Senin, 23 Januari 2012

Overtraining, Tendonitis, and the Importance of Variety in Movement

Whether you’re painting, lifting weights, running, walking your dog, or clicking a mouse, if you do the same thing day after day without fail, you will very likely end up either with an injury or with a muscular imbalance that feels just like an injury. The difference is important, and often only a physician can help you determine what your course of treatment should be.

But there are some typical signs to look out for to let you know when you’re in the state known as “overtrained”:

First and foremost, you have a pain, dull or sharp, that just won’t get better and, mostly, it would be located near one of your joints. Also, it actually feels better with movement (like when you do the same exercise that seemingly caused the pain), but it is stiff and painful when you haven’t moved for a while (like first thing in the morning). If this sounds like you, you probably have tendonitis. Tendonitis is simply inflammation of a tendon (the tissue that connects muscle to bone) and it happens when your muscles are out of balance with each other. You may be very strong, but if one of your muscles lags behind surrounding or supporting muscles, it becomes the weak link that causes tendonitis. It feels horrible because your body wants you to pay attention to it and change what you’re doing so that it can get well! Often, if the problem hasn't gone too far, you can work it out yourself with yoga or Pilates (unless that's what you've been overdoing) or even just by changing up your routine (yay for Zumba!). For more serious cases, though, physical therapy might be the ticket. It usually works like magic to heal tendonitis, and often the physical therapy will be proper resistance exercises that strengthen the entire muscle group at the location of the problem.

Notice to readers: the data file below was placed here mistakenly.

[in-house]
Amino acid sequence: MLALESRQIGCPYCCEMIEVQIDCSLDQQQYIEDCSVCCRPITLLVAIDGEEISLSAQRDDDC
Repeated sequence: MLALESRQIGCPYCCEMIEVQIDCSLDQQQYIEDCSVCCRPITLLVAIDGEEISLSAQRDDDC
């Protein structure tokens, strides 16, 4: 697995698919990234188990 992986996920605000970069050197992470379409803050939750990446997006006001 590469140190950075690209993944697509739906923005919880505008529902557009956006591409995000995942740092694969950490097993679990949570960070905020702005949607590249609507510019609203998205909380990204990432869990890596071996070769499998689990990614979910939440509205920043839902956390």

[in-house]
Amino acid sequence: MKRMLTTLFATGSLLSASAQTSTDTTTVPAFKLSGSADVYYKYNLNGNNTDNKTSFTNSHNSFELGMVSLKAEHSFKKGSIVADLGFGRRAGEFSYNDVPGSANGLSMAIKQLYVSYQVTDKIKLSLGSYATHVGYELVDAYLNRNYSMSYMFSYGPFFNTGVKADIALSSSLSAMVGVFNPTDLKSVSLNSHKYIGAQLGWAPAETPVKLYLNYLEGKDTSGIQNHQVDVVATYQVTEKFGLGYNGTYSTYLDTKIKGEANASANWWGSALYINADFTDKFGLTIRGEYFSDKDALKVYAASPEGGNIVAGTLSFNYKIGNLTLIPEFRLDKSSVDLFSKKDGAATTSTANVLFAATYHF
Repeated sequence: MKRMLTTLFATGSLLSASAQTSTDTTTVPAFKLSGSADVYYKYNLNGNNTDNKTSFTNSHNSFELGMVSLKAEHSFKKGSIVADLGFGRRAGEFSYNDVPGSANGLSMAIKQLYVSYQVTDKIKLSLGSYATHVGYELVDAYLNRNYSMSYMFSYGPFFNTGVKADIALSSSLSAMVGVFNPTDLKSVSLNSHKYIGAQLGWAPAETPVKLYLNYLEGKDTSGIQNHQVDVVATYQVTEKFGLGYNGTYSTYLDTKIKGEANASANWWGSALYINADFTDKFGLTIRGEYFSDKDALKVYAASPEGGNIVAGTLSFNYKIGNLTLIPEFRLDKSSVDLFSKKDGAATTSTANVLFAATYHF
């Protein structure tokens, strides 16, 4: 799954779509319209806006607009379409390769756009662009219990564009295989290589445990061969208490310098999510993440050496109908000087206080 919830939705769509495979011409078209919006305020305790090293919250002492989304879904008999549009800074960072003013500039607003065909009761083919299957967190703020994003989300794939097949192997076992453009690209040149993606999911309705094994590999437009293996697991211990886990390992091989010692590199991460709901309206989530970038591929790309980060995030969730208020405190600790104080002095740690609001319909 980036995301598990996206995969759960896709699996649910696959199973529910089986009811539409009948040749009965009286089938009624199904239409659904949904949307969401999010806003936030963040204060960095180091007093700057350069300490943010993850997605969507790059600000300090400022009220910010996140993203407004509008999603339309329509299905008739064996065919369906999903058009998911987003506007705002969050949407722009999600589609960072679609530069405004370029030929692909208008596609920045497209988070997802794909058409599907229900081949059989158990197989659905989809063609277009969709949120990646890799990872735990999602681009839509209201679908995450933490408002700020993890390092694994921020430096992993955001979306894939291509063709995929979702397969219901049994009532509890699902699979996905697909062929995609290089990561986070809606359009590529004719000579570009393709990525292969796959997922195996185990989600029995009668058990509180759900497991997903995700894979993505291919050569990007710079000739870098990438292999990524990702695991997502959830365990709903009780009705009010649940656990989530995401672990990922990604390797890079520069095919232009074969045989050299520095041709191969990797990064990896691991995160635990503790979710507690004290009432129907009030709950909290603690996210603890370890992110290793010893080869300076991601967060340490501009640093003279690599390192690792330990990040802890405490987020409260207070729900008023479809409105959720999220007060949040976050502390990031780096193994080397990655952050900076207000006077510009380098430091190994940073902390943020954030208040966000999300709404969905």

Some other signs of overtraining are general fatigue, accelerated heart rate first thing in the morning, loss of appetite, loss of libido, depression, insomnia, and irritability. Whenever you notice that you’re just “not yourself”, it’s time to check in with whoever you are and figure it out!

The point of this discussion is that it is important to understand that our bodies work best when we incorporate a wide variety of movements into our lives. Just like we need a wide variety of foods to be healthy, our skeletomuscular system craves change. Rest is important, but even too much resting is going to cause a problem. Balance is the key, but it’s also the hardest thing to achieve. Why? Because once you have it, it changes again. And again. And again! Forever, as long as we live.

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